{    Cnytr   }

{Thursday, December 14, 2006  }


This came from an "oh, cool" moment of being sidetracked as I write an overdue, end-of-semester paper. More attention ought to be paid -- which I may or may not do later -- but I could not let this reference go entirely without mention.

It is well-known that the phoenix -- a mythical bird that rises from the ashes of its own funeral pyre -- has been a Christian symbol for many ages. However it is explicitly mentioned by Pope Clement I of Rome (d. circa 98 AD) in his first epistle to the Corinthians:

Let us consider that wonderful sign [of the resurrection] which takes place in eastern lands, that is, in Arabia and the countries round about. There is a certain bird which is called a phœnix. This is the only one of its kind, and lives five hundred years. And when the time of its dissolution draws near that it must die, it builds itself a nest of frankincense, and myrrh, and other spices, into which, when the time is fulfilled, it enters and dies. But as the flesh decays a certain kind of worm is produced, which, being nourished by the juices of the deed bird, brings forth feathers. Then, when it has acquired strength, it takes up that nest in which are the bones of its parent, and bearing these it passes from the land of Arabia into Egypt, to the city called Heliopolis. And, in open day, flying in the sight of all men, it places them on the altar of the sun, and having done this, hastens back to its former abode. The priests then inspect the registers of the dates, and find that it has returned exactly as the five hundredth year was completed.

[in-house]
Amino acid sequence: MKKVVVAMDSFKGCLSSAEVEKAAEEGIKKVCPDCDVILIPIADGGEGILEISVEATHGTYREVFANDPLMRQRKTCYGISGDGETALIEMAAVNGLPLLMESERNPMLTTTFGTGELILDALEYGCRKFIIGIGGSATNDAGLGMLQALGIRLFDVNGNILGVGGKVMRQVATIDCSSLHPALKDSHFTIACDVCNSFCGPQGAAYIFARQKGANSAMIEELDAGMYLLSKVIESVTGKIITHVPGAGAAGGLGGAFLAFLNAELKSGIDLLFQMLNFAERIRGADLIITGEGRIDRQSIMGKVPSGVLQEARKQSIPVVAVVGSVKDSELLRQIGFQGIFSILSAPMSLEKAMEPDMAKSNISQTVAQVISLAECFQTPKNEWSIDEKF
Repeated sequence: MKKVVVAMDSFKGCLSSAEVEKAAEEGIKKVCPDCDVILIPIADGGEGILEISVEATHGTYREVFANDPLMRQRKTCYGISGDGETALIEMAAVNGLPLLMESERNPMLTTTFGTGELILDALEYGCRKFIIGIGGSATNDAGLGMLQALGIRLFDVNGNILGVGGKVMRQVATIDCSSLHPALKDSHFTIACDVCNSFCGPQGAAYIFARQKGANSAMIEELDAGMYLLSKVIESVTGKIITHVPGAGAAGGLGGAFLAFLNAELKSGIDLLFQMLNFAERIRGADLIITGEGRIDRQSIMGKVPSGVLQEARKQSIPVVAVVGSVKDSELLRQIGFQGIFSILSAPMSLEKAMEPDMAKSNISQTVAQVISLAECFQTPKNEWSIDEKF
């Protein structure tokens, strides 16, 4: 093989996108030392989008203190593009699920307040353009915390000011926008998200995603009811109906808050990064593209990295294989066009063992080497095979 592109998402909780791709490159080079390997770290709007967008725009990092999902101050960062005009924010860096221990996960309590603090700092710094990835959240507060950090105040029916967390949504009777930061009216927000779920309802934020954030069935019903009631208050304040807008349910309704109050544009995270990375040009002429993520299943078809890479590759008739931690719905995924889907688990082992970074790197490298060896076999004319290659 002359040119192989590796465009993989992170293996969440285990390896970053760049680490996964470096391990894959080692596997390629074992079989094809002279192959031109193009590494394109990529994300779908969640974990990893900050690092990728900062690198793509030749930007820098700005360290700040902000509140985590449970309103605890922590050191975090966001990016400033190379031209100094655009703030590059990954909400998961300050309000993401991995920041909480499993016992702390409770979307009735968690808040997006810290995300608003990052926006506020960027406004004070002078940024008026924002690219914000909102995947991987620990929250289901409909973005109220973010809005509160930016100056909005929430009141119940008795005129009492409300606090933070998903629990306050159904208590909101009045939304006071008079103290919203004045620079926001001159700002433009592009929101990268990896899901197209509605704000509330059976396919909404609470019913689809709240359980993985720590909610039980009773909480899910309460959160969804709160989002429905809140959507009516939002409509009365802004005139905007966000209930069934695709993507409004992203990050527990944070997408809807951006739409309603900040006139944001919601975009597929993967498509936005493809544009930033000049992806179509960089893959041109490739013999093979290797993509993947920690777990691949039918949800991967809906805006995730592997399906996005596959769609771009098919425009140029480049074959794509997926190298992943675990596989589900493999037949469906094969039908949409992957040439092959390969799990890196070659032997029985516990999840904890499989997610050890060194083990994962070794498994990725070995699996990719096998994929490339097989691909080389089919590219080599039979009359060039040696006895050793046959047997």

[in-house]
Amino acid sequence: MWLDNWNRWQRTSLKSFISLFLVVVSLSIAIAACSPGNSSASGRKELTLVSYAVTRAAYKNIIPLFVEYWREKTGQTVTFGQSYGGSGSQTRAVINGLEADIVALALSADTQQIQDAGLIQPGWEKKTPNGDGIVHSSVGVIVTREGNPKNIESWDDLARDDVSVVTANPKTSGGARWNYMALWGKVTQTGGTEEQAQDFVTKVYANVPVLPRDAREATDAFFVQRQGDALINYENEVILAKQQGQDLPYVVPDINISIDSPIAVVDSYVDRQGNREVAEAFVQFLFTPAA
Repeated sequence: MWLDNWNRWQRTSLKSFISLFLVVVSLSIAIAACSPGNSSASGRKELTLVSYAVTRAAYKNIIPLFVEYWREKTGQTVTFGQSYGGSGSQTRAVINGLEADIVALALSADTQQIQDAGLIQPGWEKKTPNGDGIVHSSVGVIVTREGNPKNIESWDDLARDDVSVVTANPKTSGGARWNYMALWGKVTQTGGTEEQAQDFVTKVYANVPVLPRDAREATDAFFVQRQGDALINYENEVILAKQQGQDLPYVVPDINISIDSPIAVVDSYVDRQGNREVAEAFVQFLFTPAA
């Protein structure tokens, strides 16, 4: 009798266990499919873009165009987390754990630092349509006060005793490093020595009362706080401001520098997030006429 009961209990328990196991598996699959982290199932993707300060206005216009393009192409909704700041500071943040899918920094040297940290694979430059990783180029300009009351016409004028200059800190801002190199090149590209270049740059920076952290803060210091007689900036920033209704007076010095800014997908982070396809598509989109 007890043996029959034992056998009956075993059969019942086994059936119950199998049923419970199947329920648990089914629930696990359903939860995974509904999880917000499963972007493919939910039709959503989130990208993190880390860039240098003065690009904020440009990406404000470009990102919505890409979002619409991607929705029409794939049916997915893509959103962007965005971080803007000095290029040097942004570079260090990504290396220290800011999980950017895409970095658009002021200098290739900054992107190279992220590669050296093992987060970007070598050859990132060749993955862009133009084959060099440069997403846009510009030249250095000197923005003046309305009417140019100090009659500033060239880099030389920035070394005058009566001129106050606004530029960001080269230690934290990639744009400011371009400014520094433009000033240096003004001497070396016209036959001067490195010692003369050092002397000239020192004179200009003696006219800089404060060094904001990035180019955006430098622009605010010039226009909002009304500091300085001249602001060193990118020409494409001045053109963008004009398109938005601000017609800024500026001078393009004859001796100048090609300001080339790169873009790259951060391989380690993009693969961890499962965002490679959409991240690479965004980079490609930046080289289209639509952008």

An interesting note. Deserves more attention than I can give it at the moment.
posted by Lauren, 2:28 PM | link | 1 comments